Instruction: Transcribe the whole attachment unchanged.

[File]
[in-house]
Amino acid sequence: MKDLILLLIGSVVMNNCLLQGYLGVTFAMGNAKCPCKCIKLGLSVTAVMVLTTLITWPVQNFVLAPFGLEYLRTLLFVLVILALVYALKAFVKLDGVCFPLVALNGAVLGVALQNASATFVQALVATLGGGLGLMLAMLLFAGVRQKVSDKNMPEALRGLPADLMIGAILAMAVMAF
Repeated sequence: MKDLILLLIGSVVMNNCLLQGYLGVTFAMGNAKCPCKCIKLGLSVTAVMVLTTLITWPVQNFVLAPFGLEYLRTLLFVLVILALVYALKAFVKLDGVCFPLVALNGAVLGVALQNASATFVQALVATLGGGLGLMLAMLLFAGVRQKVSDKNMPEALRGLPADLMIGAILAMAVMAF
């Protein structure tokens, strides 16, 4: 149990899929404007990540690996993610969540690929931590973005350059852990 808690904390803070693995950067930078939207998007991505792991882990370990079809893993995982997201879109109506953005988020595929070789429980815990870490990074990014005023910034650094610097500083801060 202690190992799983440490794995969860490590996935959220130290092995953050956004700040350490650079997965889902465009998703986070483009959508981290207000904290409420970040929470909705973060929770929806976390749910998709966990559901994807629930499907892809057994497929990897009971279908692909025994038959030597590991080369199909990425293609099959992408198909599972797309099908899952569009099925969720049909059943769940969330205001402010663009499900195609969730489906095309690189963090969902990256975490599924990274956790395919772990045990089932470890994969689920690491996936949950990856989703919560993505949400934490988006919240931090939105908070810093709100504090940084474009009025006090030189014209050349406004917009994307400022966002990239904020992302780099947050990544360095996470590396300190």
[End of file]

[in-house]
Amino acid sequence: MKDLILLLIGSVVMNNCLLQGYLGVTFAMGNAKCPCKCIKLGLSVTAVMVLTTLITWPVQNFVLAPFGLEYLRTLLFVLVILALVYALKAFVKLDGVCFPLVALNGAVLGVALQNASATFVQALVATLGGGLGLMLAMLLFAGVRQKVSDKNMPEALRGLPADLMIGAILAMAVMAF
Repeated sequence: MKDLILLLIGSVVMNNCLLQGYLGVTFAMGNAKCPCKCIKLGLSVTAVMVLTTLITWPVQNFVLAPFGLEYLRTLLFVLVILALVYALKAFVKLDGVCFPLVALNGAVLGVALQNASATFVQALVATLGGGLGLMLAMLLFAGVRQKVSDKNMPEALRGLPADLMIGAILAMAVMAF
């Protein structure tokens, strides 16, 4: 149990899929404007990540690996993610969540690929931590973005350059852990 808690904390803070693995950067930078939207998007991505792991882990370990079809893993995982997201879109109506953005988020595929070789429980815990870490990074990014005023910034650094610097500083801060 202690190992799983440490794995969860490590996935959220130290092995953050956004700040350490650079997965889902465009998703986070483009959508981290207000904290409420970040929470909705973060929770929806976390749910998709966990559901994807629930499907892809057994497929990897009971279908692909025994038959030597590991080369199909990425293609099959992408198909599972797309099908899952569009099925969720049909059943769940969330205001402010663009499900195609969730489906095309690189963090969902990256975490599924990274956790395919772990045990089932470890994969689920690491996936949950990856989703919560993505949400934490988006919240931090939105908070810093709100504090940084474009009025006090030189014209050349406004917009994307400022966002990239904020992302780099947050990544360095996470590396300190």